There is no question that acquiring influenza is not a pleasant experience. Most people develop symptoms of a runny nose, cough, general malaise and muscle aches. Countless people have to take time off from work and school. And in young children and elderly, the illness can be severe enough to require hospital admission. To make matters worse, thousands of people who acquire the flu congest the emergency rooms looking for a magical treatment.
One of the best ways to prevent influenza is to get vaccinated in late October, just before the flu season starts.
Every year since 2004, officials with the Centers for Disease Control and Prevention estimate the predominant strain of influenza based on what dominant strains are present in the southern hemisphere. They then use these estimates to advise vaccine manufactures on which strains may be present in the upcoming winter season. The manufacturers then make a vaccine based on these recommendations. Once the vaccine is administered to the public, throughout the season, researchers from CDC collect patient data and estimate the effectiveness of the seasonal influenza vaccine.
The CDC recommends an annual vaccine for all individuals six months and older. The CDC believes that the vaccine can help prevent the morbidity associated with this infection.
So how effective was the flu vaccine this past year?
First there is no vaccine that offers one hundred percent protection against the influenza virus. In the past decade, the effectiveness of the flu vaccine has ranged from 40-70 percent.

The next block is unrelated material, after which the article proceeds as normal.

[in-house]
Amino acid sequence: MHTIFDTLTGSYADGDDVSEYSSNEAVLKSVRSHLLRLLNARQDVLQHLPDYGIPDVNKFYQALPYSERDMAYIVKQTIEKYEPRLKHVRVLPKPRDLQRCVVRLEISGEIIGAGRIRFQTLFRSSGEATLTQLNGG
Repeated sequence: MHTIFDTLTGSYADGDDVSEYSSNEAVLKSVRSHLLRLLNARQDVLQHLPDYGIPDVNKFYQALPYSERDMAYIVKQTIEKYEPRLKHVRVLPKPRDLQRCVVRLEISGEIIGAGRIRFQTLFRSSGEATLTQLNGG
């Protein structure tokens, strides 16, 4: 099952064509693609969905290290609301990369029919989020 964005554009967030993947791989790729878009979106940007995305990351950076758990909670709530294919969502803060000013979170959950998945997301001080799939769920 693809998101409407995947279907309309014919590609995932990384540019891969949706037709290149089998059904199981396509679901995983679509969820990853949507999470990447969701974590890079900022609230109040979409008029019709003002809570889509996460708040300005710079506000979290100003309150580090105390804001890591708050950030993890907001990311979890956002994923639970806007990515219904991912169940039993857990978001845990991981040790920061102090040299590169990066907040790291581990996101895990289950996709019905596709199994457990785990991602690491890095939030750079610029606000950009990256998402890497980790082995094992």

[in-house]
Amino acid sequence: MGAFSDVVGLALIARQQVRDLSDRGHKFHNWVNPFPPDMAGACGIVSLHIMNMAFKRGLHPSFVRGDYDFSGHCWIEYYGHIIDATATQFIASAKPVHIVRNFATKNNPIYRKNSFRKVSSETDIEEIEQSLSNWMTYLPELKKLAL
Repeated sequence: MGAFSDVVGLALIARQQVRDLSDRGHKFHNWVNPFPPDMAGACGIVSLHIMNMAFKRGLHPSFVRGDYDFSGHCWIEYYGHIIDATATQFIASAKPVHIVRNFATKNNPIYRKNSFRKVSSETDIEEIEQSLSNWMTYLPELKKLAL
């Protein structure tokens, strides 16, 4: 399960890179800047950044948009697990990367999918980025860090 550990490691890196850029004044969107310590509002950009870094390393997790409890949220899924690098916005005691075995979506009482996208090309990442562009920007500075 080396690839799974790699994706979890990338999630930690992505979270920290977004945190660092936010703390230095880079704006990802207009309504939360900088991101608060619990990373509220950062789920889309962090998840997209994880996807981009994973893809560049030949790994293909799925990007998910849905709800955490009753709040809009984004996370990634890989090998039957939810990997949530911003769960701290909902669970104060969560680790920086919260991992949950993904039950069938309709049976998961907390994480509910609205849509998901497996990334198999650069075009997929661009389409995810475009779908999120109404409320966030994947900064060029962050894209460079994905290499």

A recent report published by the CDC reveals that the current vaccine only was 48% effective. The researchers collected data from 3,144 children and adults who were enrolled in the US Influenza Vaccine Effectiveness Network to estimate the effectiveness of the vaccine. All the participants who got sick were then laboratory tested to confirm that they did indeed get the influenza virus infection.
This low rate of effectiveness of the vaccine is not surprising. It is very difficult to predict what strain of influenza virus may appear during the winter season. With only a 50% chance of success of effectiveness, one wonders if it is worth getting the flu shot. So far, the vaccine has not been associated with any morbidity and is relatively safe. If the pubic had to pay for the influenza vaccine, it is doubtful many would get vaccinated with such a low success rate. What is also more difficult is that no one can predict the effectiveness of the vaccine in one individual or the other.